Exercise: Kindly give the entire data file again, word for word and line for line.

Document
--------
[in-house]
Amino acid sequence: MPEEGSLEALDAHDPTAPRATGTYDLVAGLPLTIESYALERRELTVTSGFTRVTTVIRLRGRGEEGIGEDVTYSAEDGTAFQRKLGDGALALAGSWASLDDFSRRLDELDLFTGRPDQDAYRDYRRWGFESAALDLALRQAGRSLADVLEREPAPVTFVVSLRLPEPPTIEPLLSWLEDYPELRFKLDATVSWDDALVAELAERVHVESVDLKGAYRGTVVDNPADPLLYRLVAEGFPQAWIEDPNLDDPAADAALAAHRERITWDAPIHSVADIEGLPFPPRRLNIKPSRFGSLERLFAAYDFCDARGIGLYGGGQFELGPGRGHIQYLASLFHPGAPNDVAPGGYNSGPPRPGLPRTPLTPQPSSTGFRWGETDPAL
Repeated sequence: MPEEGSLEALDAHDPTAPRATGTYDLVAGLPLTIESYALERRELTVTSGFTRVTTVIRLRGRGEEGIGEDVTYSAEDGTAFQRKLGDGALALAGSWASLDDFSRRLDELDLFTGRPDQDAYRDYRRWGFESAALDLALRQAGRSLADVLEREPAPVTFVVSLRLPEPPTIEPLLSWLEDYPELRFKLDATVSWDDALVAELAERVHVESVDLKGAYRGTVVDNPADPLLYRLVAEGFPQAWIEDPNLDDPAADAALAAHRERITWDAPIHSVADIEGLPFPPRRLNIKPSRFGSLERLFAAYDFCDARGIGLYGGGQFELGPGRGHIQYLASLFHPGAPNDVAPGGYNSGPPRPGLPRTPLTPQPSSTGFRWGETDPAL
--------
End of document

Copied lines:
[in-house]
Amino acid sequence: MPEEGSLEALDAHDPTAPRATGTYDLVAGLPLTIESYALERRELTVTSGFTRVTTVIRLRGRGEEGIGEDVTYSAEDGTAFQRKLGDGALALAGSWASLDDFSRRLDELDLFTGRPDQDAYRDYRRWGFESAALDLALRQAGRSLADVLEREPAPVTFVVSLRLPEPPTIEPLLSWLEDYPELRFKLDATVSWDDALVAELAERVHVESVDLKGAYRGTVVDNPADPLLYRLVAEGFPQAWIEDPNLDDPAADAALAAHRERITWDAPIHSVADIEGLPFPPRRLNIKPSRFGSLERLFAAYDFCDARGIGLYGGGQFELGPGRGHIQYLASLFHPGAPNDVAPGGYNSGPPRPGLPRTPLTPQPSSTGFRWGETDPAL
Repeated sequence: MPEEGSLEALDAHDPTAPRATGTYDLVAGLPLTIESYALERRELTVTSGFTRVTTVIRLRGRGEEGIGEDVTYSAEDGTAFQRKLGDGALALAGSWASLDDFSRRLDELDLFTGRPDQDAYRDYRRWGFESAALDLALRQAGRSLADVLEREPAPVTFVVSLRLPEPPTIEPLLSWLEDYPELRFKLDATVSWDDALVAELAERVHVESVDLKGAYRGTVVDNPADPLLYRLVAEGFPQAWIEDPNLDDPAADAALAAHRERITWDAPIHSVADIEGLPFPPRRLNIKPSRFGSLERLFAAYDFCDARGIGLYGGGQFELGPGRGHIQYLASLFHPGAPNDVAPGGYNSGPPRPGLPRTPLTPQPSSTGFRWGETDPAL